WASHINGTON – The terrorist threat to the U.S. is not as dire as national security officials say, and Americans are being scared into believing they are in more danger than the facts suggest, some experts say.
“The truth is, you are 3,000 to 5,000 times more likely to be killed by an American with a gun on the street than to be killed by a jihad terrorist in the United States,” according to Peter Bergen, CNN’s national security analyst and vice president of progressive think tank New America.
But the November attacks in Paris in the Islamic State claimed responsibility for killing about 130 people and the San Bernardino shooting, in which Tashfeen Malik and husband Syed Rizwan Farooko killed 14 people, reignited fears.
Director of National Intelligence James Clapper told the Senate Armed Services Committee in February that the U.S. could expect another major terror attack next year. A few days later, CIA Director John Brennan said on “60 Minutes” when that the U.S. should be more fearful than ever because the Islamic State has access to chemical weapons.
Sen. Charles Schumer, D-N.Y., is blasting President Barack Obama for his proposed $300 million budget cut from a counterterrorism program, the Urban Areas Security Initiative, and lawmakers are fighting to eliminate the proposed cut.
Meanwhile, stories of terrorists like Nidal Hasan, who shot and killed 30 people at a Texas military base where he worked, have been translated into movies, most recently an HBO documentary series launched last month called “Homegrown,” which features cases of domestic terrorism.
Possibly as a result, 83 percent of U.S. voters, according to a 2016 Quinnipiac poll, believe that an impending major U.S. attack is “very likely.”
But Bergen and John Mueller, a national security expert at libertarian Cato Institute, believe that the government is spending too much on counterterrorism, pointing to the low number of terror attacks on U.S. soil.
The U.S. spends around $100 billion per year on deterring, disrupting and preventing domestic terrorism, with homeland security measures, up $75 billion annually since 9/11, according John Mueller. He conducted a cost-benefit analysis of the spending, noting there are about six to seven-terrorist deaths per year on average in the U.S. The analysis considered three factors: probability of a successful attack without a particular security measure, losses in a successful attack and the degree to which a security measure could prevent an attack.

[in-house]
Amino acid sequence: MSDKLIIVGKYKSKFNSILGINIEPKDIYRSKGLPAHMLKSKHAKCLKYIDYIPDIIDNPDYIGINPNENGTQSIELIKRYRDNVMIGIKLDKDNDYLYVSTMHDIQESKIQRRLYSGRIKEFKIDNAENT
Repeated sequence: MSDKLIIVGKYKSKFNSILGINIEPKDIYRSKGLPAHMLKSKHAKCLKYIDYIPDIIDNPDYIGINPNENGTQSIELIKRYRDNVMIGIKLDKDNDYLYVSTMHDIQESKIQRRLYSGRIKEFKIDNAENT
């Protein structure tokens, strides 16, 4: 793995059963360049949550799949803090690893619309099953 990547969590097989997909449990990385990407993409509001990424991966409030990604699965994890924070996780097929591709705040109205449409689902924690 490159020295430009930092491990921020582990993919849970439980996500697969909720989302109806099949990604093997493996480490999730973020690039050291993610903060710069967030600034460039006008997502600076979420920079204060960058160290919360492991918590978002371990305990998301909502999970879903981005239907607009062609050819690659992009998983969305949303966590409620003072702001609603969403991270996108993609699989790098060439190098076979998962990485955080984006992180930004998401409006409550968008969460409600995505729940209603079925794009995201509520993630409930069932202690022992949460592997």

Mueller found that for the $75 billion to be cost-effective, there should be 1,667 terrorist attacks per year.
“The government followed up over 10 million leads since 9/11, and maybe a thousand led to little, petty nut cases who couldn’t have done anything, but were just thinking of it,” Mueller said in a phone interview. “The intelligence community was telling reporters that they thought there was between 2,000 to 4,000 al-Qaida operatives, but that number was extremely close to zero.”
But the statistics of terrorism related deaths don’t comprise the full picture, because it’s important to consider what possible events could happen, said Henry Willis, a national security expert at global policy think tank RAND Corporation.
“Yes, six to seven people die per year on average, but this past year, 14 people at San Bernardino died. In 9/11, thousands of people died,” Willis said. “If a nuclear explosion went off, thousands of people would die again. It would be irresponsible to not try to prevent events even though they didn’t happen.”
There needs to be a more concrete examination of what works and doesn’t in homeland security, Willis said. There are very few studies of the efficacy of different counterterrorism programs to gauge which areas need to be improved, but using smart technology has been valuable in plot prevention, he said.
The government has invested in the tech sector in order to test preventive ways to detect terrorist attacks — a smart move for the money, Mueller said.
The Department of Homeland Security rounded up lab scientists and engineers in 2008 to test Future Attribute Screening Technology, which gauges physiological responses like heart rate, breathing and temperature at travel checkpoints to target those who might be planning a crime and alerts Transportation Security Administration for secondary screening, said DHS spokesman John Verricho.
The next step for FAST, if there is a new wave of funding for the project, is to find a way to make the technology more efficient at calculating a person’s son’s intent. Experiments have successfully classified people at least 78 percent of the time, , said Verricho.
The Department of Defense and the DHS by have funded small and businesses in Silicon Valley and the CIA has bought the latest technology from-Q-Tel, a Virginia venture capital firm, Willis said.
“Behaving like a venture capital system and having proactive investment arms, instead of red tape … is productive,” Matt Gardner, the CEO of the California Technology Council, said.
But some experts suggest that the government needs to return to traditional investigative methods, such as low-cost methods of finding informants and wiretapping. The National Security Agency actually “minimally involved” in keeping the U.S. safe from terrorism, and the government’s past claims about the success of bulk surveillance are “overblown and even misleading”, according to an analysis of 225 domestic terrorism cases by Bergen.
“NSA surveillance of any kind…played an initiating role in only 7.5 percent of cases,” the report said. Traditional tools like community and family tips, informants and routine law enforcement initiated 60 percent of cases identified.
“It comes down to good old police work, informants and a community willing to report suspicious behavior,” Gary Lafree, a global terrorism researcher, said. “A lot of plots are foiled when people trust authority enough to report good information.”